How To Live Forever: Carl Reiner
Insights from the Legend of Comedy
1:52, 1:53, 1:54. The minutes tick off like seconds as I sit in my economy class rental car, which must look out of place along the ficus-lined curb of Rodeo Drive. I am a few minutes early for my 2 p.m. audience with Carl Reiner, one of the legends of comedy, and I am going through my questions one last time.
Finding new direction during turbulent times
Carolyn Morrell, a radio DJ at various stations for decades, was most recently a highly rated midday host in Boston. She was laid off early in the COVID-19 crisis. Sudden unemployment came as a shock, and in many ways, Morrell, who is in her Bucket years, mourned the loss of her dream job. “I’ve always loved music, and I had a lot of autonomy during my show. I got to meet and interview musicians, see concerts and theater, and talk about them on-air,” she says. “I also really missed the great people at the station.” One thing she didn’t miss? Her almost two-and-a-half-hour daily commute.
The Magical Mushroom Trip that Wasn’t
My journey with anorexia
For 25 of my 61 years, I have struggled with anorexia. It has been akin to a broken leg in my life. I can be optimistic, carry out a normal daily routine, compete in triathlons, raise children and paint with passion. Nevertheless, I’m still dragging this leg around with me.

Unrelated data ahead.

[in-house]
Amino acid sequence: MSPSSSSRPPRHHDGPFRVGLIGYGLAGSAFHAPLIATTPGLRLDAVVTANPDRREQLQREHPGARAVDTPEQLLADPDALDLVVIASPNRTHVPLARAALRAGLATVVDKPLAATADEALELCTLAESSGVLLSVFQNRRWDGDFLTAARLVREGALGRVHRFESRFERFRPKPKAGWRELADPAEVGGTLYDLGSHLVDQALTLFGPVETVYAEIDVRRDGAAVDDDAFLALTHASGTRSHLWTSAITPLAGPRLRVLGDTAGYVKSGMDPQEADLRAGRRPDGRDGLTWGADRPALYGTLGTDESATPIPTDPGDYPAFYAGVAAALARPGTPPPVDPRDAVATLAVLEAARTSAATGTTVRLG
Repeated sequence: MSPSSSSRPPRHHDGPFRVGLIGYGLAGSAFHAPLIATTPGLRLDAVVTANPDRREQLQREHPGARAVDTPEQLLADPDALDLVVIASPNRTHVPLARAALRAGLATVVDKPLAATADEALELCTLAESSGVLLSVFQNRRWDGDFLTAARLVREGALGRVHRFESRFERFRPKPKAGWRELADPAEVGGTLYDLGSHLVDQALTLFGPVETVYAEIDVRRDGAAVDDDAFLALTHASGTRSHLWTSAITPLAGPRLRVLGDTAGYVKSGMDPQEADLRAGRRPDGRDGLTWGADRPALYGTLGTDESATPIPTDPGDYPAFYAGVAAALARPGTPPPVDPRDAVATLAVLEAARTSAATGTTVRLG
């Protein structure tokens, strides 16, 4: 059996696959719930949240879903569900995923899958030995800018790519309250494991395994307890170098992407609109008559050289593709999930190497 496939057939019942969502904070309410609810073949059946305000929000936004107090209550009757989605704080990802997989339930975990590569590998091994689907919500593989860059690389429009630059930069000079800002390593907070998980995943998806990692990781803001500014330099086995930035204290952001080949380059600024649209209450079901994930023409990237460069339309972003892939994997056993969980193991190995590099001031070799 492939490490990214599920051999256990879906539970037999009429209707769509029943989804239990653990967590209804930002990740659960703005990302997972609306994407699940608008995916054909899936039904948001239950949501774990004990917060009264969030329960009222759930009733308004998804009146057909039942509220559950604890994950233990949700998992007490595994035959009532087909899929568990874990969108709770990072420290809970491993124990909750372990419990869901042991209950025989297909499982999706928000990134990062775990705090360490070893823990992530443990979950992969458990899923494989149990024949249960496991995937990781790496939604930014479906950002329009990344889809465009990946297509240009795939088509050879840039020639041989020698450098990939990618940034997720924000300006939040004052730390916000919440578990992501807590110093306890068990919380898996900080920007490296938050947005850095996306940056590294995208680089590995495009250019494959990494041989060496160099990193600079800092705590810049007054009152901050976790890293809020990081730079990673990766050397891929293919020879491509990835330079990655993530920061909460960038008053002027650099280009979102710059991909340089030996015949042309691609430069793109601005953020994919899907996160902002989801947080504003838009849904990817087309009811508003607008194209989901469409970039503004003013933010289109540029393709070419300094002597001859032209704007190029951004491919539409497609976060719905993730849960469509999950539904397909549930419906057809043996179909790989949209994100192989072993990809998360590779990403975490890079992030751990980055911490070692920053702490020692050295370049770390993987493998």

Social Distancing Lessons from my Ten Year Old Self
As I have watched my children deal with the sudden loss of life as they knew it this last month, it reminds me of the summer of 1968 when my father woke up one morning and dropped dead. My mother had died five years before. We were in a rental beach cottage with my stepmother, when the phone rang early in the morning. By the time the fogged had burned off, I had become a ward of the state. Then, as now, there were logistics to figure out. How to get home.
Altering My Trajectory
How a Bucket podcast is helping reframe a shared family house
On week six of Covid-19, I, like many others across the country, was hearing from long lost friends, third cousins and elementary school classmates on Zoom. My niece had scheduled a family happy hour with aunts, uncles, nieces and nephews. I had not seen many in the last two years. We, as a group, were from Maine, Hawaii, Tennessee and Massachusetts. I was a bit uneasy at the start of the Zoom meeting as family tensions over shared sea property lurked in the shadows.